Video | Agriculture | Confidence | Economy | Energy | Employment | Finance | Media | Property | RBNZ | Science | SOEs | Tax | Technology | Telecoms | Tourism | Transport | Search


Allied Farmers back in black as livestock unit grows

Allied Farmers back in black as livestock unit grows

By Paul McBeth

Sept. 1 (BusinessDesk) - Allied Farmers, which is rebuilding from a disastrous takeover of the Hanover and United Finance loan books, returned to profit as its core livestock unit lifted income with gains in Taranaki and Waikato.

The Hawera-based company reported a profit of $1.03 million, or 1.03 cents per share, in the 12 months ended June 30, turning around a loss of $1.12 million, or 2.94 cents, a year earlier, it said in a statement. Revenue in the slimmed down entity shrank 38 percent to $16.9 million.

"The focus for the coming year will be to continue to grow the livestock business and to leverage off the client relationships and trust that exists with those clients to provide value for money services," chairman Garry Bluett said. "The effect of the reduced dairy payout is likely to have some uncertain impact on dairy livestock sales going forward and the continuing high dollar is already having some impact on meat exports at the early stage of this season."

This month Allied cut a deal with Crown Asset Management Ltd to repay $2 million by selling down its stake in subsidiary company NZ Farmers Livestock and issuing a three-year bond. It avoided liquidation last year, raising $600,000 in a bond issue, almost half of which was bought by interests associated with chairman Bluett, and as a series of asset sales helped reduce its debt with Crown Asset Management.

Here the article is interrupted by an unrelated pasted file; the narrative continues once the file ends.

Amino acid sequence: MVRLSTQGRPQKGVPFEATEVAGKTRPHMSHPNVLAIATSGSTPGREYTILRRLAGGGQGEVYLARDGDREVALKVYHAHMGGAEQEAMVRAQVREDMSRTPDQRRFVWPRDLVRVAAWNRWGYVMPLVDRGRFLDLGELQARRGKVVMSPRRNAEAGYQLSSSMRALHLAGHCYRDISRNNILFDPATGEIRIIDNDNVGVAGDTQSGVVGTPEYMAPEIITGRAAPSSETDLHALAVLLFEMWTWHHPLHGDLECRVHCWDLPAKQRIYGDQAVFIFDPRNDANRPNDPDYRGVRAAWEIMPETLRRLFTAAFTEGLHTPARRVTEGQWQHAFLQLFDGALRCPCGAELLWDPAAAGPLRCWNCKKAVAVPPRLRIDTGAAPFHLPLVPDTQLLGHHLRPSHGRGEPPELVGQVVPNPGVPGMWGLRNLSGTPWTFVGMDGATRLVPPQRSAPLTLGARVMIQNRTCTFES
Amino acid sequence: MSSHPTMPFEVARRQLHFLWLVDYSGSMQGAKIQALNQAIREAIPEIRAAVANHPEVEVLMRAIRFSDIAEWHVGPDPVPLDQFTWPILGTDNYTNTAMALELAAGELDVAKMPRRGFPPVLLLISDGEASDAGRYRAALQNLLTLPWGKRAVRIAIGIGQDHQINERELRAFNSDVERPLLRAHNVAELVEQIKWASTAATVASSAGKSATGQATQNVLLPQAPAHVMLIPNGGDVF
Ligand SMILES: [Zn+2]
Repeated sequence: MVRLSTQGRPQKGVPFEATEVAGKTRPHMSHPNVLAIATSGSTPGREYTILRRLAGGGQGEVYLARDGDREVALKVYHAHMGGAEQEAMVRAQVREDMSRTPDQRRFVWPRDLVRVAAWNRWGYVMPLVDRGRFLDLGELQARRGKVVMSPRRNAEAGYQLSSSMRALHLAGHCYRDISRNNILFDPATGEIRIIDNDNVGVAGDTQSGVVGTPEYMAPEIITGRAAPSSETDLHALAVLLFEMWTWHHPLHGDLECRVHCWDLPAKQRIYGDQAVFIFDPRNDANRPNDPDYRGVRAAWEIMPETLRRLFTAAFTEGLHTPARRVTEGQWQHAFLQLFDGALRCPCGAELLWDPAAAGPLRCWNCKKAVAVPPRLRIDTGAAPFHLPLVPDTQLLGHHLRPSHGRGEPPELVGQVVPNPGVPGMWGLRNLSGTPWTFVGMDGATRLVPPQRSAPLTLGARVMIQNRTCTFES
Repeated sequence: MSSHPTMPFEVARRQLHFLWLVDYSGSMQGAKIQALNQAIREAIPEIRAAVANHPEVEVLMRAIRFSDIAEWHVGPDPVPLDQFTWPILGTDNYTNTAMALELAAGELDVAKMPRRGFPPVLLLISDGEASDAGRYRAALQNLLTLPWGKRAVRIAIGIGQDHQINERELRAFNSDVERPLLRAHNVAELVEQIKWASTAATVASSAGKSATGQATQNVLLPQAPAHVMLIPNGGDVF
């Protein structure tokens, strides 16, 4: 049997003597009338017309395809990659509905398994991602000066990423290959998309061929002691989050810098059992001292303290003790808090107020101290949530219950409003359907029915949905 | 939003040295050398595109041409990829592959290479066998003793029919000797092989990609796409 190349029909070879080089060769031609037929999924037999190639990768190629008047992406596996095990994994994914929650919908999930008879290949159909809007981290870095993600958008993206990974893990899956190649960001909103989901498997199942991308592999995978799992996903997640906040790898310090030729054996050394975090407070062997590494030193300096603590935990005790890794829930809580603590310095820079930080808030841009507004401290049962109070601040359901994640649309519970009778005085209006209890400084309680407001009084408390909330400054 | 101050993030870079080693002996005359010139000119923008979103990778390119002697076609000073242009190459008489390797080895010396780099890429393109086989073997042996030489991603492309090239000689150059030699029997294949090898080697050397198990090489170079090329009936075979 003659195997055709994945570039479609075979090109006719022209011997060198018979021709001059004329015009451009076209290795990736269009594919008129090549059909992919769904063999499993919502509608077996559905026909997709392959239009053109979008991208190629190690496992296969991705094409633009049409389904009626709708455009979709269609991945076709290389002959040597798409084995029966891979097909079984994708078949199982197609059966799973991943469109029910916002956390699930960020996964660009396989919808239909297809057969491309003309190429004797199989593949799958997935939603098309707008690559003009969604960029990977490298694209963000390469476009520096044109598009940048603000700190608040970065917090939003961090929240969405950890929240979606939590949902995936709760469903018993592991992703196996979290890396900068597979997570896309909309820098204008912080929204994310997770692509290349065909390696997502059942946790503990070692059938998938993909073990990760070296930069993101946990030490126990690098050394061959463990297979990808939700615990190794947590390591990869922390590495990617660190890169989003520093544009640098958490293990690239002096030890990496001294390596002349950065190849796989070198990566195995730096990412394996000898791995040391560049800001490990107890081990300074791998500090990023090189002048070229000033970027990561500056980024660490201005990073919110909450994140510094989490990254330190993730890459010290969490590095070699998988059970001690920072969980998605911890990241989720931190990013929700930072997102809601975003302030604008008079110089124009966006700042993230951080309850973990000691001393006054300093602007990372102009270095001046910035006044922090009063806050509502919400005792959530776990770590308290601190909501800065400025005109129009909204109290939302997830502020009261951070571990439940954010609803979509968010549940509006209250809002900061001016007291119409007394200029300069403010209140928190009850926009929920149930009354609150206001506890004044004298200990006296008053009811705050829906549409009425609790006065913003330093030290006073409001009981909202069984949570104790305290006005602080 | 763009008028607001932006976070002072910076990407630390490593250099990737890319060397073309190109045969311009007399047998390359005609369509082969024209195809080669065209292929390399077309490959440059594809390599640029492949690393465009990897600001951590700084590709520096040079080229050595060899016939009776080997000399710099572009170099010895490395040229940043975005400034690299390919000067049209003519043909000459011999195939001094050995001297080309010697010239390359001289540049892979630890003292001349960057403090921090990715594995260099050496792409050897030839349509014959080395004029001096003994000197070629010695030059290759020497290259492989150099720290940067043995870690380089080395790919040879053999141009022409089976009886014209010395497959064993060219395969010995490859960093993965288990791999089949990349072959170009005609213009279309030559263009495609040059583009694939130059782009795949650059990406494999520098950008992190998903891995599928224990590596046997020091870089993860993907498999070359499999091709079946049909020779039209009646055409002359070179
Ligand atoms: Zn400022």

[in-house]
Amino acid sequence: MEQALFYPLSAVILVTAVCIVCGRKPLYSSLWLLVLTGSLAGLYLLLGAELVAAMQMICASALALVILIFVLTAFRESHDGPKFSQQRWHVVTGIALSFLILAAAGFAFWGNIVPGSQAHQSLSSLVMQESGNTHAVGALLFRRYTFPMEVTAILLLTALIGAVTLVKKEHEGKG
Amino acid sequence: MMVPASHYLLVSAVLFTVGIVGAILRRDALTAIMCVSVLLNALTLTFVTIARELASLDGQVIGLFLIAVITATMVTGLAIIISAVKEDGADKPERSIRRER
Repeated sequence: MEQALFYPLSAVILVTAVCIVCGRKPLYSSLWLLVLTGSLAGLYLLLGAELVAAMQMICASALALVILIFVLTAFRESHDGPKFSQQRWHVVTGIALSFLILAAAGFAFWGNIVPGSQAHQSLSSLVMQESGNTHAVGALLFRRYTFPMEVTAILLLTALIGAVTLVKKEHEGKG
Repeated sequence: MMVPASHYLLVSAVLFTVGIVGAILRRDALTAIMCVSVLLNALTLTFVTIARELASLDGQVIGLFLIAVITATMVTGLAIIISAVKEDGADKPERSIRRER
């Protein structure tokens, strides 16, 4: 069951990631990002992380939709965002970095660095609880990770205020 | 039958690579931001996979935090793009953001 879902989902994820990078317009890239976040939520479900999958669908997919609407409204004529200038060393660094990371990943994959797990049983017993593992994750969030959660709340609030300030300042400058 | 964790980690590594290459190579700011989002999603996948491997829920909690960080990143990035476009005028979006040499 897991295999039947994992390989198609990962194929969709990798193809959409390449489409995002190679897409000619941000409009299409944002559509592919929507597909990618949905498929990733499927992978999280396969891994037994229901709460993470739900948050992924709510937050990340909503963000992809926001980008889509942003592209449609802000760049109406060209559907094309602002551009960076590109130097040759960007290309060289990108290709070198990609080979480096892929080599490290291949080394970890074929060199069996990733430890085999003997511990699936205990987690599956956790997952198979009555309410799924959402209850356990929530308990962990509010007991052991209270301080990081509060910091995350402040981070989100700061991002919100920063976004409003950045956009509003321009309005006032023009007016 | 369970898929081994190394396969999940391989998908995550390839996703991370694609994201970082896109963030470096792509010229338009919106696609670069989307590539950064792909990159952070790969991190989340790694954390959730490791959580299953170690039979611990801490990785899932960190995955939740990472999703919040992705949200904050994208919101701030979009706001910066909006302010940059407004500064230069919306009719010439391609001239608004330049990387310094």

Allied's livestock unit reported a profit of $1.65 million on revenue of $15.2 million, up from earnings of $468,000 and sales of $12.8 million a year earlier.

The asset management unit, which housed the former Hanover assets, reported a profit of $198,000 on income of $398,000, compared to a loss of $3.7 million on income of $14 million a year earlier. The unit held assets worth $103,000 with liabilities of $1.01 million as at June 30.

"This reflects some small over-recovery on the disposal of assets less some small write-downs on assets still held," Bluett said. The unit "remains active in pursuing possible avenues for improving the returns from these assets."

The shares last traded at 6.5 cents, valuing Allied at $6.86 million.


© Scoop Media

Business Headlines | Sci-Tech Headlines


Internet: NZ Govt Lifts Target Speeds For Rural Broadband

The government has lifted its expectations on faster broadband speeds for rural New Zealand as it targets increased spending on research and development in the country's information and communications technology sector, which it sees as a key driver for export growth. More>>


Banks: Westpac Keeps Core Government Transactions Contract

The local arm of Westpac Banking Corp has kept its contract with the New Zealand government to provide core transactions, but will have to share peripheral services with its rivals. More>>


Science Investment Plan: Universities Welcome Statement

Universities New Zealand has welcomed the National Statement of Science Investment released by the Government today... this is a critical document as it sets out the Government’s ten-year strategic direction that will guide future investment in New Zealand’s science system. More>>


Scouring: Cavalier Merger Would Extract 'Monopoly Rents' - Godfrey Hirst

A merger of Cavalier Wool Holdings and New Zealand Wool Services International's two wool scouring operations would create a monopoly, says carpet maker Godfrey Hirst. The Commerce Commission on Friday released its second draft determination on the merger, maintaining its view that the public benefits would outweigh the loss of competition. More>>


Scoop Review Of Books: She Means Business

As Foreman says in her conclusion, this is a business book. It opens with a brief biographical section followed by a collection of interesting tips for entrepreneurs... More>>


Hourly Wage Gap Grows: Gender Pay Gap Still Fixed At Fourteen Percent

“The totally unchanged pay gap is a slap in the face for women, families and the economy,” says Coalition spokesperson, Angela McLeod. Even worse, Māori and Pacific women face an outrageous pay gap of 28% and 33% when compared with the pay packets of Pākehā men. More>>


Get More From Scoop

Search Scoop  
Powered by Vodafone
NZ independent news